CNET también está disponible en español.

Ir a español

Don't show this again

Mobile

BeVocal draws BellSouth as customer

The voice recognition company will provide its services inside BellSouth's phone network, the first such deal for one of the big local-telephone companies.

BellSouth has signed BeVocal to provide voice recognition services inside its phone network, the first time one of the big local-telephone companies has joined forces with a voice portal.

While neither company is yet saying exactly how the voice recognition services will be used, it is a strong step forward for BeVocal, and for the market it is in. BeVocal, Tellme Networks and a few others provide technology that can turn voice commands into Internet requests, allowing telephone companies or businesses to link their phone systems to Net databases or information on ordinary Web sites.

Many of the companies in the voice portal business launched initially as a telephone version of a Web portal, where callers could get news, sports, traffic reports, horoscopes and other information over the phone. But the ambitious end goal for these companies has always been to strike deals with telephone companies, so these services could be as ubiquitous and as easy to reach as a dial tone.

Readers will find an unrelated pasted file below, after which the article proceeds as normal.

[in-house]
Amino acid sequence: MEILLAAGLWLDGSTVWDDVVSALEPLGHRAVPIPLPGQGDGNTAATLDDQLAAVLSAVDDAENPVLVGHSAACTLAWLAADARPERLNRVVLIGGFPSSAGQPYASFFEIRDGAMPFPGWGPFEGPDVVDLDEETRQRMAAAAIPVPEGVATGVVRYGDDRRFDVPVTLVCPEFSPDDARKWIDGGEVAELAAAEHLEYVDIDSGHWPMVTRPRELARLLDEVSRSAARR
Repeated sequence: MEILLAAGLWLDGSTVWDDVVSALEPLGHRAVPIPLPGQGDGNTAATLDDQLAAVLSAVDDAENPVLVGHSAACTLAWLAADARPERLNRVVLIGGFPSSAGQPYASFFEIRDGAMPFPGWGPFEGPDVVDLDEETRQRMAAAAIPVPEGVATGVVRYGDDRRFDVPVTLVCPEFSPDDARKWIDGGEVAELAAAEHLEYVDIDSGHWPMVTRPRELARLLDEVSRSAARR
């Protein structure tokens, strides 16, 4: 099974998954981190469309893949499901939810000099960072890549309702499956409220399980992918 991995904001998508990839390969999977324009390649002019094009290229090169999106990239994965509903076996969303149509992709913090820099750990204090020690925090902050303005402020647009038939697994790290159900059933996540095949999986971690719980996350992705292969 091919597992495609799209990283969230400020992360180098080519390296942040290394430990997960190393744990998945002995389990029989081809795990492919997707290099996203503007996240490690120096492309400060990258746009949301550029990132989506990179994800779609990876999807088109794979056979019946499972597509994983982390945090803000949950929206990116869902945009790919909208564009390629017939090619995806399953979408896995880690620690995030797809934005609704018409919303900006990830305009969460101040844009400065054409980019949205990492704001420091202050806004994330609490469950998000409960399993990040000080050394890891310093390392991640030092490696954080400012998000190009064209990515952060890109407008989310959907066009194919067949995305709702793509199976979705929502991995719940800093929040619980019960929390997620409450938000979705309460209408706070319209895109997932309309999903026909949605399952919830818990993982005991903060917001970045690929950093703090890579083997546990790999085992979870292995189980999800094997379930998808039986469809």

Like other previous deals--AT&T is working with Tellme, and Qwest Wireless is working with BeVocal--the BellSouth arrangement falls well short of that mark. But it does bring the industry one step closer.

"BellSouth shares our vision of 'voicetone'--the ability to pick up a phone, say the name of the person, business or information service you want to reach and be instantly connected," David Hood, BeVocal's chief executive officer, said in a statement. "We look forward to working with BellSouth to make this vision a reality."

Financial details of the deal were not immediately available. BeVocal vice president of marketing Amol Joshi characterized it as a "much deeper partnership than just licensing technology," however.

BeVocal and Tellme are the two leading companies in the voice portal space that have survived shakeout and consolidation among a dozen or so companies that entered the business two years ago.

BeVocal has concentrated on telephone companies, signing up Qwest Wireless and now BellSouth. Tellme has branched out more to big businesses, offering voice-recognition services that replace the voice mail trees inside call centers of airlines, banks and other institutions. But that company's only large announced customer remains AT&T and AT&T Wireless.